The Big Pink @ The Electric Ballroom, Camden 15/10/2009

October 26, 2009 by  

Big Pink

With their d?but album ‘A brief History Of Love’ providing the soundtrack to chemically charged weekend warm-ups across the country, tonight’s sold-out homecoming show at the Electric Ballroom in Camden should be a toast to their recent chart triumph and a performance good enough to silence the critics.

By the time The Big Pink make it to the stage, there is hardly room to manoeuvre your pint to your lips and the level of expectation couldn’t be any higher. Under a veil of dry Ice and low key lighting Robbie Furze and fellow Big Pink member Milo Cordell take the stage and begin to unfurl their murky swamp of droning guitars and contorted effects onto the crowd. Their dark mixture of shoegaze and processed beats bode well, but seem to be lost on most of the crowd who remained fixed to the spot and wondering what their ?20 was spent on.

Front-man Robbie Furze diminutive stature did not help matters either. Amongst all the dry ice and shadowy lighting the singer was barely visible and his meek vocals failed to travel the length of the venue. He remained sullen and still throughout, only breaking briefly between a few songs for some mumbled crowd interaction, which did little to lift proceedings. His band mate, keyboardist and general sonic-alchemist Milo Cordell, was the complete opposite. As he frantically pounded away at his keyboard, with hair draped over his eyes, his presence eclipsed the front-man’s static performance and diverted everyone’s attention to the Big Pink’s only strength -their expansive sound.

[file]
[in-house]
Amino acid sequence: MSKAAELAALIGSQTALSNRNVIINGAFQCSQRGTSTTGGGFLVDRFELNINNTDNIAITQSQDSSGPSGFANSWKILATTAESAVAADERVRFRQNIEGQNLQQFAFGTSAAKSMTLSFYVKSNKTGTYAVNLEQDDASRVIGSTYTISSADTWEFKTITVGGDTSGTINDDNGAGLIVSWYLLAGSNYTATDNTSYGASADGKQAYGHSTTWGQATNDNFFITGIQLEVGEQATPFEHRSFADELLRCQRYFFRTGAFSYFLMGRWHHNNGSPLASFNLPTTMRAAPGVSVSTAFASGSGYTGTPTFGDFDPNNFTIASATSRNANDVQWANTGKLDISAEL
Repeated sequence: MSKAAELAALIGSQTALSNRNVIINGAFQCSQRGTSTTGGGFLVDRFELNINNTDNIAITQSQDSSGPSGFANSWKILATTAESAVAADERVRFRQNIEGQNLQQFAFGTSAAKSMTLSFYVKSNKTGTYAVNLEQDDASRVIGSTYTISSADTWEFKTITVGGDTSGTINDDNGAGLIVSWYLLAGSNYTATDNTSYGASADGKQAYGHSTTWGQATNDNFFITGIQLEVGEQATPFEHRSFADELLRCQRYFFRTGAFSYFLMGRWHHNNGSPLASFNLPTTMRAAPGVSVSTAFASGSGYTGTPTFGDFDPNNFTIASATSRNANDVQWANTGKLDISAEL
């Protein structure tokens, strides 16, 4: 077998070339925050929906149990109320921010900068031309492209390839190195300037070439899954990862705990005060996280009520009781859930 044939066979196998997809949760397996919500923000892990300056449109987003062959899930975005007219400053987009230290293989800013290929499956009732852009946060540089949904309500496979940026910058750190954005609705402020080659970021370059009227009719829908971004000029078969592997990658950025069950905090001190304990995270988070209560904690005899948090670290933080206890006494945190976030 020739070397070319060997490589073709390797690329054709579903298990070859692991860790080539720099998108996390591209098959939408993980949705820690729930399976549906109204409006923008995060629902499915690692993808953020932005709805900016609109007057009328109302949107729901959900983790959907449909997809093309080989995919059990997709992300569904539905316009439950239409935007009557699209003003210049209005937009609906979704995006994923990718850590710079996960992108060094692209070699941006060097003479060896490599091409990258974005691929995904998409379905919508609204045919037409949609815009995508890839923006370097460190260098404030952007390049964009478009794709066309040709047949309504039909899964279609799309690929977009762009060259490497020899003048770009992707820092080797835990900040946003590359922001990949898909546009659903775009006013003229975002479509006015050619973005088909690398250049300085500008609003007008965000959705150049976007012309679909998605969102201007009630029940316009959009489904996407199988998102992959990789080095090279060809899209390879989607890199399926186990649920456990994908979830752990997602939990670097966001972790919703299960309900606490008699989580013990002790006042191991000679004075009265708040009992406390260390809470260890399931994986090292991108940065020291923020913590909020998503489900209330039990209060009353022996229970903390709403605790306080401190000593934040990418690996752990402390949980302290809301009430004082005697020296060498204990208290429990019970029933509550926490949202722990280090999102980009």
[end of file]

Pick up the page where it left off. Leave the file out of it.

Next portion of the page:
However, this facet of the Big Pink’s musical artillery has it’s pitfalls. Hidden in the wall-of-sound brief album highlights could be found, namely the sublime ‘Velvet’, but most songs just seem to melt into one expansive sea of overdrive and electronic beats, leaving most of the crowd slightly bemused. The night ended expectedly on recent single ‘Dominoes’, which finally managed to stir some movement in the crowd, but ultimately it exposed The Big Pink’s biggest frailty. For all their shoegaze posturing and expansive psychedelic soundscapes, the majority of their songs lack their own identity and fail to leave a lasting impression.